Quantitation of T lymphocytes in posttransplant transbronchial biopsies.Hum Pathol. 2009 Apr; 40(4):505-15.HP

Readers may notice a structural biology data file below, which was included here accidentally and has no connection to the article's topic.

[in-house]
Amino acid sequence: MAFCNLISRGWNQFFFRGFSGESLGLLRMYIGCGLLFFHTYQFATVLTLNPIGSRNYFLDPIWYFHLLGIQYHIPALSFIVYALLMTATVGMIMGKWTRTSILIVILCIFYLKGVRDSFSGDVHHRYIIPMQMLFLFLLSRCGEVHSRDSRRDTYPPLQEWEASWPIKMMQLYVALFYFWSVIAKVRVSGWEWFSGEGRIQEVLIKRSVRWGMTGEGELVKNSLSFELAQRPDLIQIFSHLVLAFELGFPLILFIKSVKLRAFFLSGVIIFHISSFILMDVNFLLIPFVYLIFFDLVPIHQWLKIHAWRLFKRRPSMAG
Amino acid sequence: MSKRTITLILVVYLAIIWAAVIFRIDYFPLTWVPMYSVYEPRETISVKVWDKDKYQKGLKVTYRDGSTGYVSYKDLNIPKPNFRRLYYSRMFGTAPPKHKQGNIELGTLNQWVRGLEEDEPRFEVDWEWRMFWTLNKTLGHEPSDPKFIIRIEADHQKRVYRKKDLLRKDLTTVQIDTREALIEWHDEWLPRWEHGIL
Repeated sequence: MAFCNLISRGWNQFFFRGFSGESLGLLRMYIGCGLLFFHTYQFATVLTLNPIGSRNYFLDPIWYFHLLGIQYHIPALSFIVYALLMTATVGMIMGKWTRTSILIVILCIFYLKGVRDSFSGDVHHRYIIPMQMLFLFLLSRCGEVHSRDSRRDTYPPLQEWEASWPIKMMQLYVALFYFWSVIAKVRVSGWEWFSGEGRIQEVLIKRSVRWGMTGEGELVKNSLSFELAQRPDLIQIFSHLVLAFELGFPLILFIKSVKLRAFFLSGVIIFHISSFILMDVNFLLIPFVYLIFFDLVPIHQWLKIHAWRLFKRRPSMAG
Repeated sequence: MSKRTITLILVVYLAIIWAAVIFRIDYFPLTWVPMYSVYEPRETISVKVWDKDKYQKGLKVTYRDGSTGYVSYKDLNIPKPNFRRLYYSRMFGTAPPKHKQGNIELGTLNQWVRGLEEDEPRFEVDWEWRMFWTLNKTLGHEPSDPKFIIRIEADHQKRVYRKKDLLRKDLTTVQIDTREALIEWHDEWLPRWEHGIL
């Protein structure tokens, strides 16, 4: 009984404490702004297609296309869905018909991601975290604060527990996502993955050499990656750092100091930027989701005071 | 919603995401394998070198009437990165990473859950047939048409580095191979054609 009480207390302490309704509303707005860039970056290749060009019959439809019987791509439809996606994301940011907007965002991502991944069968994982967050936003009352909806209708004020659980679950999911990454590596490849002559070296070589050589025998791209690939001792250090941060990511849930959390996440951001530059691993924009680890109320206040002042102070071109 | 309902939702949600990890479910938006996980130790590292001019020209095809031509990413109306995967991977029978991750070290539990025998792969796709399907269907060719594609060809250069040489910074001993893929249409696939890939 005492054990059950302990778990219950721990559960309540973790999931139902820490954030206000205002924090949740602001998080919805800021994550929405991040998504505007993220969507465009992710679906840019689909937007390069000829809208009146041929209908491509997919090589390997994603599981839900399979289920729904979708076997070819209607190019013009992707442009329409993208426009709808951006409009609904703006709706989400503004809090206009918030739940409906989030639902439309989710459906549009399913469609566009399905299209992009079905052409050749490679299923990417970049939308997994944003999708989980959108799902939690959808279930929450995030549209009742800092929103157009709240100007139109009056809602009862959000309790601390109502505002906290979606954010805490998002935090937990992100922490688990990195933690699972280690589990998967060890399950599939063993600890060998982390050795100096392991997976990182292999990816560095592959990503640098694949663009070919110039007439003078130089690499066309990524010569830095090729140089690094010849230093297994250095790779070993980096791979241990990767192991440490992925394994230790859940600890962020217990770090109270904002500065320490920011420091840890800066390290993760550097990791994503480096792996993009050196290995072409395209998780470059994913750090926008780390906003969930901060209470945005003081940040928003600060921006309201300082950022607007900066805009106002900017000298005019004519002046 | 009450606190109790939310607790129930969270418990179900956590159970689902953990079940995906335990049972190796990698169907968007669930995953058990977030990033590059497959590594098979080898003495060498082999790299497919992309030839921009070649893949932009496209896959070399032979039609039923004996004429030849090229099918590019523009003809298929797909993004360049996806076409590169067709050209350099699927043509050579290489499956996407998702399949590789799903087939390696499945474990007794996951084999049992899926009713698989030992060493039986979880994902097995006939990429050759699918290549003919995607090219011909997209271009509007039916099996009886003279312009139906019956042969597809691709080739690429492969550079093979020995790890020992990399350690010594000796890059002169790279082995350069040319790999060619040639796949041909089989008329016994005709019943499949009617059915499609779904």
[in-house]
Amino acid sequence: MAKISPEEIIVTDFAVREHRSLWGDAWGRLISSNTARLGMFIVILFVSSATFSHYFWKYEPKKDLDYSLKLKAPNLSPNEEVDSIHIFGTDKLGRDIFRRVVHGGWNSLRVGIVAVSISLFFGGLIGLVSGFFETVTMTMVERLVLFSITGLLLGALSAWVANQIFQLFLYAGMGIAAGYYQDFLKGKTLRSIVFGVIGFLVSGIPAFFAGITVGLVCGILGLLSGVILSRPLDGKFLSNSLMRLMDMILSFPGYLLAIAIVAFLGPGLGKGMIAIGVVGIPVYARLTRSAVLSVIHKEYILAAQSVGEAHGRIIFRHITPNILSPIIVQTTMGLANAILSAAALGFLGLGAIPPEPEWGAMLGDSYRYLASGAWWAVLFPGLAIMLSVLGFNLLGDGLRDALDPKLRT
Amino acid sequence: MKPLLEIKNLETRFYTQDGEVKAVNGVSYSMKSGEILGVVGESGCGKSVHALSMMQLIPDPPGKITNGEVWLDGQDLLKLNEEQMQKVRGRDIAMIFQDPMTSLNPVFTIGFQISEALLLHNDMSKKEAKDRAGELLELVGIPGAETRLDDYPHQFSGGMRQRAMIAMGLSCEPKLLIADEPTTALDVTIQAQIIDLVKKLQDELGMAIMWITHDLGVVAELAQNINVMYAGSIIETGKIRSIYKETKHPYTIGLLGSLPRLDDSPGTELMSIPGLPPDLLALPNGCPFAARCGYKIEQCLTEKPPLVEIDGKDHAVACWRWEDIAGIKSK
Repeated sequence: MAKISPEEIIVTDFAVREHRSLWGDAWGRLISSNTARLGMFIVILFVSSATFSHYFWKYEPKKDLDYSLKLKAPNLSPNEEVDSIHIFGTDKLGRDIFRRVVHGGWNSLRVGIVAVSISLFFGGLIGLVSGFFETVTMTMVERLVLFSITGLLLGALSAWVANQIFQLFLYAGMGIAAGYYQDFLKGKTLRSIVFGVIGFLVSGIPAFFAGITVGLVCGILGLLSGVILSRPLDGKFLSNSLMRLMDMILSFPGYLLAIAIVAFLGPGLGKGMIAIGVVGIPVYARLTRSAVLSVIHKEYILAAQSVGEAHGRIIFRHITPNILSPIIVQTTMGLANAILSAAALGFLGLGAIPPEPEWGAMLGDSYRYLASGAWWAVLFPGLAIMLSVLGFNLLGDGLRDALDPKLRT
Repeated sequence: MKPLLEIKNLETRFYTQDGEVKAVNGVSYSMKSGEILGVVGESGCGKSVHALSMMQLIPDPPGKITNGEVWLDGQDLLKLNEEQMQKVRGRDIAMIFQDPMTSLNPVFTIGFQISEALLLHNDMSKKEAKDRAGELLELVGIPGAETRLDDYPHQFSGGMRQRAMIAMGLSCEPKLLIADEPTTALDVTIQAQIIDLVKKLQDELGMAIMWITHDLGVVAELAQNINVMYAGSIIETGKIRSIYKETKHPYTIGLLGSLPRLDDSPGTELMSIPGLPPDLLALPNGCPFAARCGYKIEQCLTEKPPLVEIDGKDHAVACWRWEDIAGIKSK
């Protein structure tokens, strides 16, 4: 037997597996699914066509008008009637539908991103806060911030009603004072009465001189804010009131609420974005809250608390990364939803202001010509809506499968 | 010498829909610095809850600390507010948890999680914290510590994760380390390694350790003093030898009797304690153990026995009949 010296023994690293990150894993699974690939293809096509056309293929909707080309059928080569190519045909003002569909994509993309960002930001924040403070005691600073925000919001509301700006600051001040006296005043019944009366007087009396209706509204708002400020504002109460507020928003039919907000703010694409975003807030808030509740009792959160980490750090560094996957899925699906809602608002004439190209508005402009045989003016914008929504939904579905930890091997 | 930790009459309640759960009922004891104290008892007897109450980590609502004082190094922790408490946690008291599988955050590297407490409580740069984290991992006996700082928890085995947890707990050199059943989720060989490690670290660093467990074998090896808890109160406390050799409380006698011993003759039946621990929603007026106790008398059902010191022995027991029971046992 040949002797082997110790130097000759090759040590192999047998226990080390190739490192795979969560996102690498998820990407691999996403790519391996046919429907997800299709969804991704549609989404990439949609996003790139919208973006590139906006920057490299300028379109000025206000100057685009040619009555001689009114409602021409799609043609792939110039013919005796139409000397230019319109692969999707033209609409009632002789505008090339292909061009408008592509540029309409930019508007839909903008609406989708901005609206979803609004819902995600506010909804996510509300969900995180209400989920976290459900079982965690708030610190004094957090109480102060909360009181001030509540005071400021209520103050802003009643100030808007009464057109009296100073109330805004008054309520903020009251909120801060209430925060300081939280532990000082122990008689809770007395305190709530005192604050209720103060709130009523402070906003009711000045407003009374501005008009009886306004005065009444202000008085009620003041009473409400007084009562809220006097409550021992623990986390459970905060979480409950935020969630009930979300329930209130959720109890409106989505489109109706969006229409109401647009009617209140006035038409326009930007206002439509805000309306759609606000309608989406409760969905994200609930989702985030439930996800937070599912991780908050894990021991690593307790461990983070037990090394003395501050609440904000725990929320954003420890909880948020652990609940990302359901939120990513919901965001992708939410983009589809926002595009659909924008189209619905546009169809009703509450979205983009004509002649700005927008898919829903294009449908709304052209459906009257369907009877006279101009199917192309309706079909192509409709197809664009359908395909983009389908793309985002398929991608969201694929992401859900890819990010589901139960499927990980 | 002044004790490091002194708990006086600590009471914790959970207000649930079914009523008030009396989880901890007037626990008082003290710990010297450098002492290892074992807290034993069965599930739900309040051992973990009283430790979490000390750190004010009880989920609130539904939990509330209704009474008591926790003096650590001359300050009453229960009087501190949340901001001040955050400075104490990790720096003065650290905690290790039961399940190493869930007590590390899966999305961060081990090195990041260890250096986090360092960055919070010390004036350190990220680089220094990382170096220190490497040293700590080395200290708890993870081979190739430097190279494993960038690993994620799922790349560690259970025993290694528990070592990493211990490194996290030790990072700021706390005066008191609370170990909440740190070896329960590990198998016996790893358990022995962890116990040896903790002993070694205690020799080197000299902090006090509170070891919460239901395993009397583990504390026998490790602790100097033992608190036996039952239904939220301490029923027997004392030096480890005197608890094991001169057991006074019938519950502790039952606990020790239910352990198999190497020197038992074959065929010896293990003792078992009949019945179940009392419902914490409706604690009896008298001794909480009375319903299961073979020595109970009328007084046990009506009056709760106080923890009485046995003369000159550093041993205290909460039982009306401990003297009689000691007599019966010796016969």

The diagnostic role of immunohistochemical staining for T lymphocytes in grading acute airway rejection has not been fully explored. We examined 136 transbronchial biopsies from 52 lung transplant patients and 9 nontransplant controls. Transplant rejection was based on histologic assessment of perivascular (A) and bronchiolar (B) infiltrates. The clinical indication for the 136 allograft biopsies was routine surveillance (n = 72), decreased pulmonary function, rule out rejection (n = 36), suspect infection (n = 16), rule out obliterative bronchiolitis (n = 6), and persistent postoperative graft failure (n = 6). T lymphocytes were counted in bronchial mucosa per 100 bronchial epithelial cells, and in alveolar walls per square millimeters, after immunohistochemical staining with anti-CD3, CD4, and CD8. In controls, the mean alveolar wall CD3 cell count was 45 per square millimeter (95% confidence intervals, 30-52 per square millimeter) and the mean CD8 count was 15 per square millimeter (2-20 per square millimeter). In surveillance and negative patient biopsies, alveolar wall CD8 counts were significantly greater than controls (P = .03 and .02, respectively). Mean alveolar wall CD3 counts were significantly higher in type A rejection (88.7 +/- 12.9) than controls and negative biopsies (42 +/- 5.3, P < .001), but there was no difference compared to infections (119.7 +/- 22, P > .5). Mucosal CD3 cell counts were significantly higher in type B rejection (16.1 +/- 2.5) than controls and negative biopsies (1.5 +/- 0.4, P < .001), and also higher than infections (3.9 +/- 1.1, P < .001). In 7% of biopsies, T-cell staining identified perivascular circumferential infiltrates that were difficult to identify on routine stains, and in an additional 9% minor changes in grading were made after reviewing T-cell markers. Immunohistochemical staining may help in identifying perivascular infiltrates and demonstrates increased intraepithelial T-cells even in low-grade type B rejection. Type B rejection as assessed quantitatively is more specific than type A rejection in comparison to infection.